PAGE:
'Forgive me if I lose my head'

Bach Club is proud to present fortepiano concertos by two good friends, Haydn & Mozart - two jewels of the classical repertoire:

Joseph Haydn – Keyboard concerto in D major, Hob. XVIII/11
Wolfgang Amadeus Mozart – Concerto No. 9 in E flat major, K. 271 “Jenamy”

Haydn and Mozart enjoyed a friendship that crossed generations and was characterised by deep mutual respect and admiration. They probably first met in Vienna in 1783. Theirs was not a friendly mentor-pupil relationship between a self-assured and successful older composer and a somewhat erratic younger colleague. Mozart very much valued Haydn’s sincere friendship and advice and dedicated 6 of his string quartets to him. Haydn greatly admired Mozart’s genius and saw him as an equal if not more:

‘If I could only impress on the soul of every friend of music, and on high personages in particular, how inimitable are Mozart’s works, how profound, how musically intelligent, how extraordinarily sensitive! … It enrages me to think that this incomparable Mozart is not yet engaged in some imperial or royal court! Forgive me if I lose my head. But I love this man so dearly.’ (Haydn, 1787)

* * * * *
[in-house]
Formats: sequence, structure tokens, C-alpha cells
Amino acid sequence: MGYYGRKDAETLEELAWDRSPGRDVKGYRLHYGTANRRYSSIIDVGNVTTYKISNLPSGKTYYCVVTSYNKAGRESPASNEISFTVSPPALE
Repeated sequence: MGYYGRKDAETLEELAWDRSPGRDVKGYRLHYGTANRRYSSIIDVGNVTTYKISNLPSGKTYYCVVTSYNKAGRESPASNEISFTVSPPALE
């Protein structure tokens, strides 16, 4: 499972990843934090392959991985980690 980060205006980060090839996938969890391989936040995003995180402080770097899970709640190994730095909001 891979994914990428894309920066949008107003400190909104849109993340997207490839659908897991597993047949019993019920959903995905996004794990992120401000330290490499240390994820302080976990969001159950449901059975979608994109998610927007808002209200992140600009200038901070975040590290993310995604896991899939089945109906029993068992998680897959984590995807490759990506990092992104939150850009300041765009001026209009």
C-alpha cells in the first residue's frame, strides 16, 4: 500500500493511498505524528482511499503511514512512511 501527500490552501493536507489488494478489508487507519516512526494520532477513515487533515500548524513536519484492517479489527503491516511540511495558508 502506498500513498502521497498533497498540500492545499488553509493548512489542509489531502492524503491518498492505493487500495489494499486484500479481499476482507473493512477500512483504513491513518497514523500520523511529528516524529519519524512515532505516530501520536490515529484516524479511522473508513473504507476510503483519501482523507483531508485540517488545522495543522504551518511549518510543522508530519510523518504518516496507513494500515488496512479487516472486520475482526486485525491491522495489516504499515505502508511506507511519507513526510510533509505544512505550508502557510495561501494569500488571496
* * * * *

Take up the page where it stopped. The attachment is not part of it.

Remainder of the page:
With these two piano concertos we dive into the sound world of the time, the Viennese classical period, supported by Pawel’s pianoforte, which is a copy of Walter & Sohn (ca. 1805), one of the most prolific piano makers in Vienna, and Mozart’s favourite. This performance is presented by the Bach Club Soloists, an ensemble made up of period instrument musicians that are well known for their knowledgeable and at the same time modern take on historically informed performances.

1779 signifies a massive change in Haydn’s employment. When his contract expired, a new one omitted some confining paragraphs which finally allowed Haydn personal control of future compositions, much more time to travel and therefore able to grow his international reputation and look after his relationships as well as – last but not least – embark on a major love affair.

Haydn's Keyboard Concerto No. 11 in D major was written at the beginning of this new period of his life, between 1780 and 1783.

Mozart’s keyboard concerto No 9 in E Flat major was written in 1777, when he was 21. He composed the work for Victoire Jenamy, a proficient pianist and the daughter of a friend of the composer, Jean-Georges Noverre, a French dancer and balletmaster.

Friendship and a generosity and liberty of spirit runs through this programme, to be found not only between these two great composers but also reflected in their concertos. We hope their story and their music might make you lose your head a little too.